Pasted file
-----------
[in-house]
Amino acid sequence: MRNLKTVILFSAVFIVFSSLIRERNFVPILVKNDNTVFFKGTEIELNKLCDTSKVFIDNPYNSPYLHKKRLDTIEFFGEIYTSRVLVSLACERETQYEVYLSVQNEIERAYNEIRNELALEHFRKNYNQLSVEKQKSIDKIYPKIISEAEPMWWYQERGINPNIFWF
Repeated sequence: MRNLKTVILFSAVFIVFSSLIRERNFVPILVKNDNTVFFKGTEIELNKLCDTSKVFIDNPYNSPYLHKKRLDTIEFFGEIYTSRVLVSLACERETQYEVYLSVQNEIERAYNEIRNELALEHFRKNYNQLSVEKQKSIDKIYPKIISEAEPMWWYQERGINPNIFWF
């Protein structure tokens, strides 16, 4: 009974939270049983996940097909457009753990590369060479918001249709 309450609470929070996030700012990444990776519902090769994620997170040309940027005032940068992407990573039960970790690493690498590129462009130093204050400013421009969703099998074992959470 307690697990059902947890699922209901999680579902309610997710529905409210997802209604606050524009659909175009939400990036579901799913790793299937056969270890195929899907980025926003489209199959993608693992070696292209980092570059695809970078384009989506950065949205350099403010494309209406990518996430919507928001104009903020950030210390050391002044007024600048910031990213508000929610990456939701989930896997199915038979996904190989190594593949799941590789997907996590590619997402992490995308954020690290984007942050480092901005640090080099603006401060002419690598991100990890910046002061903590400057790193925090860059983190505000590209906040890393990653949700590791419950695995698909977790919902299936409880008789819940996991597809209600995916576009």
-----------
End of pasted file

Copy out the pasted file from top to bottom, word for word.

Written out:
[in-house]
Amino acid sequence: MRNLKTVILFSAVFIVFSSLIRERNFVPILVKNDNTVFFKGTEIELNKLCDTSKVFIDNPYNSPYLHKKRLDTIEFFGEIYTSRVLVSLACERETQYEVYLSVQNEIERAYNEIRNELALEHFRKNYNQLSVEKQKSIDKIYPKIISEAEPMWWYQERGINPNIFWF
Repeated sequence: MRNLKTVILFSAVFIVFSSLIRERNFVPILVKNDNTVFFKGTEIELNKLCDTSKVFIDNPYNSPYLHKKRLDTIEFFGEIYTSRVLVSLACERETQYEVYLSVQNEIERAYNEIRNELALEHFRKNYNQLSVEKQKSIDKIYPKIISEAEPMWWYQERGINPNIFWF
């Protein structure tokens, strides 16, 4: 009974939270049983996940097909457009753990590369060479918001249709 309450609470929070996030700012990444990776519902090769994620997170040309940027005032940068992407990573039960970790690493690498590129462009130093204050400013421009969703099998074992959470 307690697990059902947890699922209901999680579902309610997710529905409210997802209604606050524009659909175009939400990036579901799913790793299937056969270890195929899907980025926003489209199959993608693992070696292209980092570059695809970078384009989506950065949205350099403010494309209406990518996430919507928001104009903020950030210390050391002044007024600048910031990213508000929610990456939701989930896997199915038979996904190989190594593949799941590789997907996590590619997402992490995308954020690290984007942050480092901005640090080099603006401060002419690598991100990890910046002061903590400057790193925090860059983190505000590209906040890393990653949700590791419950695995698909977790919902299936409880008789819940996991597809209600995916576009």